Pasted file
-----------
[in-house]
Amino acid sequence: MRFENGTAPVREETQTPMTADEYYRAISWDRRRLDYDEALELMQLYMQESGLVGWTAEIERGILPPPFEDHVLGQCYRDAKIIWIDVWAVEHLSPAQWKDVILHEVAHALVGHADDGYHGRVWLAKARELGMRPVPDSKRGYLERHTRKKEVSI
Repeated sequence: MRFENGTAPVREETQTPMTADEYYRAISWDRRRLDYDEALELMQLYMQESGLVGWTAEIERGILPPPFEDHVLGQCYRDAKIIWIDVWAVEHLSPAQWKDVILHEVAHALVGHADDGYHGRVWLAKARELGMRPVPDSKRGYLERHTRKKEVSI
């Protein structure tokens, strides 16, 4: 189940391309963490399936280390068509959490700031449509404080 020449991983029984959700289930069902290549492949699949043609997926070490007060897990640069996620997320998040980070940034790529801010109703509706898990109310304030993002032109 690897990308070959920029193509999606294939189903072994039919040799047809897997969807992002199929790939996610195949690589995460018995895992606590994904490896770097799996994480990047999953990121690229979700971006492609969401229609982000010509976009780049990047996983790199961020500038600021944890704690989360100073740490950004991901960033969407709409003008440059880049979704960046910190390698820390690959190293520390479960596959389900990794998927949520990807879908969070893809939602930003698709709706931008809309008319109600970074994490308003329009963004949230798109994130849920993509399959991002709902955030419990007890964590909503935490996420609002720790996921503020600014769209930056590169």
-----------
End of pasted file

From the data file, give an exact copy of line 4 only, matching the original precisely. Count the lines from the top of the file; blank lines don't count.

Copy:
């Protein structure tokens, strides 16, 4: 189940391309963490399936280390068509959490700031449509404080 020449991983029984959700289930069902290549492949699949043609997926070490007060897990640069996620997320998040980070940034790529801010109703509706898990109310304030993002032109 690897990308070959920029193509999606294939189903072994039919040799047809897997969807992002199929790939996610195949690589995460018995895992606590994904490896770097799996994480990047999953990121690229979700971006492609969401229609982000010509976009780049990047996983790199961020500038600021944890704690989360100073740490950004991901960033969407709409003008440059880049979704960046910190390698820390690959190293520390479960596959389900990794998927949520990807879908969070893809939602930003698709709706931008809309008319109600970074994490308003329009963004949230798109994130849920993509399959991002709902955030419990007890964590909503935490996420609002720790996921503020600014769209930056590169």